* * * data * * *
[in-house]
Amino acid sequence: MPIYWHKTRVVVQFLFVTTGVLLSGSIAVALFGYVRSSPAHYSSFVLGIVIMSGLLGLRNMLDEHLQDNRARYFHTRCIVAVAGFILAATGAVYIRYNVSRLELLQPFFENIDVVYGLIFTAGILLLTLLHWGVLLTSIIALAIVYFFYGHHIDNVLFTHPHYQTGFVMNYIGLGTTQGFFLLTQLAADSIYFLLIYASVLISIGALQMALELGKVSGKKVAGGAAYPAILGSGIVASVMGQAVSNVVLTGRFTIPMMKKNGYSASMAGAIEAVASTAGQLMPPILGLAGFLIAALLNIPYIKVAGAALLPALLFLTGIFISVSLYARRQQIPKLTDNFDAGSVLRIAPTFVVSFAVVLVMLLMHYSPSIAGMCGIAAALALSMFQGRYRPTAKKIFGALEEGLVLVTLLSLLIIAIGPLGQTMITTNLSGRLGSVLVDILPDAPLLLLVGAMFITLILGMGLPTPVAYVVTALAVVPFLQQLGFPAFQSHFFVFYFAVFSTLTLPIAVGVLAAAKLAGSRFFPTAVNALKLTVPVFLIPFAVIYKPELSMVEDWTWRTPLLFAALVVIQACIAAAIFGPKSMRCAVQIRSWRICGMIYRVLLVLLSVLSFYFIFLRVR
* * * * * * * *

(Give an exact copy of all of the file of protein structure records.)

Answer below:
[in-house]
Amino acid sequence: MPIYWHKTRVVVQFLFVTTGVLLSGSIAVALFGYVRSSPAHYSSFVLGIVIMSGLLGLRNMLDEHLQDNRARYFHTRCIVAVAGFILAATGAVYIRYNVSRLELLQPFFENIDVVYGLIFTAGILLLTLLHWGVLLTSIIALAIVYFFYGHHIDNVLFTHPHYQTGFVMNYIGLGTTQGFFLLTQLAADSIYFLLIYASVLISIGALQMALELGKVSGKKVAGGAAYPAILGSGIVASVMGQAVSNVVLTGRFTIPMMKKNGYSASMAGAIEAVASTAGQLMPPILGLAGFLIAALLNIPYIKVAGAALLPALLFLTGIFISVSLYARRQQIPKLTDNFDAGSVLRIAPTFVVSFAVVLVMLLMHYSPSIAGMCGIAAALALSMFQGRYRPTAKKIFGALEEGLVLVTLLSLLIIAIGPLGQTMITTNLSGRLGSVLVDILPDAPLLLLVGAMFITLILGMGLPTPVAYVVTALAVVPFLQQLGFPAFQSHFFVFYFAVFSTLTLPIAVGVLAAAKLAGSRFFPTAVNALKLTVPVFLIPFAVIYKPELSMVEDWTWRTPLLFAALVVIQACIAAAIFGPKSMRCAVQIRSWRICGMIYRVLLVLLSVLSFYFIFLRVR